14. May 2, 2008 #13

    cristo

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    Exactly. The important point, which you have said above, but I want to emphasize, is the fact that the photons emitted at the same time in the past in a blackbody spectrum, when redshifted, take the form of a blackbody spectrum today, just at a lower temperature.

    Who's "hawkins"? :confused:
     
  15. May 2, 2008 #14

    russ_watters

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    Wallace explained this above. More briefly, though, every hot object emits light in a bell-shaped curve who'se peak corresponds to the temperature. Thus there is a limited range of frequencies. The peak frequency calculated for 'decoupling', redshifted for the calculated age of the universe (from redshift data for galaxies) corresponds to the frequency of microwave radiation observed.
     
  16. May 2, 2008 #15
    The Big bang cosmological model of the universe's creation and current state actually predicts the presence of a backgound radiation and its current temperature.

    Basically its the flash that occured when the universe became visible at about 380,000 years after the initial big bang event.

    Photons were able to decouple when the temperature got low enough (although it was still extremely hot at the 380,000 year mark)

    It took over 50 years for sceintists to detect this weak signal at all (WMAP)

    Also, the BB model also predicted that this background radiation should be non-uniform or grainy which would reflect what we see in the night sky today. It shold also be found where ever you pointed your measuring devices or detectors.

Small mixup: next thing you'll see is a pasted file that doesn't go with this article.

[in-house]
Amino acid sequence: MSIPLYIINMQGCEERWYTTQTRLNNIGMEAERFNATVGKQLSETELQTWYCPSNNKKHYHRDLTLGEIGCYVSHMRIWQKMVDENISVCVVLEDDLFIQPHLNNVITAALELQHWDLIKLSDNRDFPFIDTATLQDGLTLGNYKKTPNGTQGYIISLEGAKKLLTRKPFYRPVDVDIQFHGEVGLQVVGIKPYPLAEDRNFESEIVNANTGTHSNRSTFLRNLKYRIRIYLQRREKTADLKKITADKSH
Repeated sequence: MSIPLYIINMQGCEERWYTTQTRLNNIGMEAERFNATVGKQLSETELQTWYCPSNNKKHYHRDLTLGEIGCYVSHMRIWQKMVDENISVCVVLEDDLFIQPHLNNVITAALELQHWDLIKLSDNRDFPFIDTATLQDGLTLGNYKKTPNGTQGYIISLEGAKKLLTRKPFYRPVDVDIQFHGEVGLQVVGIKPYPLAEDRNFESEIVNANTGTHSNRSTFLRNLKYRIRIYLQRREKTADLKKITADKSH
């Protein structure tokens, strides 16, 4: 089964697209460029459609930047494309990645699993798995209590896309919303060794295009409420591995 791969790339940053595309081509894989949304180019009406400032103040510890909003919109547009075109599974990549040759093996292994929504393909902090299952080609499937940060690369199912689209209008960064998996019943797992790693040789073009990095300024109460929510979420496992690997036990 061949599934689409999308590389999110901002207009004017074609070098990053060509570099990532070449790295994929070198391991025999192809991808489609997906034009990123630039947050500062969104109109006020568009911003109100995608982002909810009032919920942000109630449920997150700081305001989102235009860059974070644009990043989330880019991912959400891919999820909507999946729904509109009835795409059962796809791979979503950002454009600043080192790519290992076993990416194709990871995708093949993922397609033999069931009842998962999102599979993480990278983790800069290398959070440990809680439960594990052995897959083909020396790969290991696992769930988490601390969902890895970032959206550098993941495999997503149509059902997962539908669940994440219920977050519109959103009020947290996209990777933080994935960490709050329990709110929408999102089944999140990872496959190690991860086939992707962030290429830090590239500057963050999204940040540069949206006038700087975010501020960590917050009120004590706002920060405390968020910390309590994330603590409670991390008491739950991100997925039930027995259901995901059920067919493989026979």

These predictions are quite astonishing and provide strong evidence for the BB and the infaltion theory proposed by Alan Guth!
     
  17. May 2, 2008 #16
    It don't think his explaintion was adaquate to answer the question I asked.
    The same goes for your explaination, it appears to be expalining something I did not ask, at best.
     
  18. May 2, 2008 #17

    cristo

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    I really don't see how neither Wallace's nor Russ's post answered your question. Perhaps it is that you do not quite grasp the answers. If this is the case, then please ask a more specific question related to their answers.
     
  19. May 3, 2008 #18

    cristo

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    The OP in this thread was not genuine, thus I'm locking this thread. If anyone else has a genuine question on this topic, please feel free to start another thread.